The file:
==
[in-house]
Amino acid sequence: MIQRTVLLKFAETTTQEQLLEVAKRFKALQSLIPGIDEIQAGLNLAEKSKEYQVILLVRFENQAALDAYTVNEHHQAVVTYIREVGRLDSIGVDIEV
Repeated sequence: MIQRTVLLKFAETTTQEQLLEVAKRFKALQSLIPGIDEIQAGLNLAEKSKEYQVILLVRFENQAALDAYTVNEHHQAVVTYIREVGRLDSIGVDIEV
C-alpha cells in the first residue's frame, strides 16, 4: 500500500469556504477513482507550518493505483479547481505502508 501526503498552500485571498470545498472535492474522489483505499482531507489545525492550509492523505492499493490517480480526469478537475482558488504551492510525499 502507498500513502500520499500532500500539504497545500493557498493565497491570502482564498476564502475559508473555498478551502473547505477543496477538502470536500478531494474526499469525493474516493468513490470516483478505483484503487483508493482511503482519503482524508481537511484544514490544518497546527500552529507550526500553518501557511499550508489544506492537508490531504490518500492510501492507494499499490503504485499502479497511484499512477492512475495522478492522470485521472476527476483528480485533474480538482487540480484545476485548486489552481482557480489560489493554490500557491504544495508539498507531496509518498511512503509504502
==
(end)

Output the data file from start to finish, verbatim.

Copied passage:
[in-house]
Amino acid sequence: MIQRTVLLKFAETTTQEQLLEVAKRFKALQSLIPGIDEIQAGLNLAEKSKEYQVILLVRFENQAALDAYTVNEHHQAVVTYIREVGRLDSIGVDIEV
Repeated sequence: MIQRTVLLKFAETTTQEQLLEVAKRFKALQSLIPGIDEIQAGLNLAEKSKEYQVILLVRFENQAALDAYTVNEHHQAVVTYIREVGRLDSIGVDIEV
C-alpha cells in the first residue's frame, strides 16, 4: 500500500469556504477513482507550518493505483479547481505502508 501526503498552500485571498470545498472535492474522489483505499482531507489545525492550509492523505492499493490517480480526469478537475482558488504551492510525499 502507498500513502500520499500532500500539504497545500493557498493565497491570502482564498476564502475559508473555498478551502473547505477543496477538502470536500478531494474526499469525493474516493468513490470516483478505483484503487483508493482511503482519503482524508481537511484544514490544518497546527500552529507550526500553518501557511499550508489544506492537508490531504490518500492510501492507494499499490503504485499502479497511484499512477492512475495522478492522470485521472476527476483528480485533474480538482487540480484545476485548486489552481482557480489560489493554490500557491504544495508539498507531496509518498511512503509504502